Said to George Bush, "When Joe McCarthy went...

BILL CLINTON

October 19, 1992|By THEO LIPPMAN JR.

BILL CLINTON said to George Bush, "When Joe McCarthy went around the country attacking people's patriotism, he was wrong. He was wrong. And a senator from Connecticut stood up to him named Prescott Bush. Your father was right to stand up to Joe McCarthy. You were wrong to attack my patriotism."

Prescott Bush did stand up to McCarthy. What makes that remarkable is that few Republican senators would do so in Joe's heyday. What makes it even more remarkable is that Bush was one of the few senators who actually liked old Joe.

They met in 1952, when McCarthy was at the peak of his political power. He was the most influential public official in the land. Republican candidates for high office begged McCarthy to campaign for them. They gushed over him. They praised his reckless demagogic witch-hunting. Even Dwight Eisenhower running for president that year trimmed his sails to get McCarthy's support.

Some analysts calculate that McCarthy's blue-jawed smile elected at least eight Republicans to the Senate that year. (And one Democrat, John F. Kennedy, who kept his own mouth shut and whose father talked McCarthy out of campaigning for Kennedy's Republican opponent.)

Prescott Bush was a candidate for the Senate in 1952. He met McCarthy for the first time at a rally in Bridgeport. Bush later recalled:

"The place was packed, with standing room only. I never saw such a wild bunch of monkeys in any meeting I've ever attended. I went on stage with my knees shaking." He "mumbled" something to the effect that while he admired McCarthy's objectives he did not approve of his methods. Sad but true, that really amounted to "standing up to" Joe McCarthy in those days.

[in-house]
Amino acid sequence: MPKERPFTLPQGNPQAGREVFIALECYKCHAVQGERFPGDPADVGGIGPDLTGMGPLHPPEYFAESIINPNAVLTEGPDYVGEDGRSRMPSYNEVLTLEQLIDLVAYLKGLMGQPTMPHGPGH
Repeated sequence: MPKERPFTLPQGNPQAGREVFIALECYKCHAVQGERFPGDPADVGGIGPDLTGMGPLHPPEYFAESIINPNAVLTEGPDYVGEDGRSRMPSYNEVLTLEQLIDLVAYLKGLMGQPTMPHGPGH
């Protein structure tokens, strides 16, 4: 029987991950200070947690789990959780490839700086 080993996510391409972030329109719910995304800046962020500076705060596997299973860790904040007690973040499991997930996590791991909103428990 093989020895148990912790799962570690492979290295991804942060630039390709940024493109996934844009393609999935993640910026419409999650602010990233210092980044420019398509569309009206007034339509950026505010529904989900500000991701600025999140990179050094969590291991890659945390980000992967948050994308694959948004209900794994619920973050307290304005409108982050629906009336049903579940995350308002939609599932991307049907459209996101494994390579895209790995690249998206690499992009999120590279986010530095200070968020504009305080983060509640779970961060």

"With that [Bush continued], the roof went off with hisses and catcalls and 'throw him out!'. They booed and screamed at me. And Joe McCarthy got up, from across the stage, and he walked over and shook hands with me. I was taken aback by this very friendly gesture, in view of all the booing going on. And he said, 'Pres' -- he'd never seen me before -- 'Pres, I want you to have dinner with me after the show's over.' "

Bush and McCarthy had dinner. McCarthy offered him campaign funds, which he declined, and Bush, struck by the difference in the public and private Joe McCarthys, came to like him.

Bush won that election, and in 1954, before his first term was half over, he publicly opposed McCarthy and voted to censure him. When the Senate voted censure, McCarthy's power evaporated, and many senators who had treated him with reverence and warmth deserted him.

Bush didn't. In 1957, both men were in the Naval Hospital at Bethesda. Bush tried to visit McCarthy but wasn't allowed to. McCarthy heard of it and called him to thank him for his kindness. It was one of the last kindnesses ever shown to McCarthy. The next day he died.

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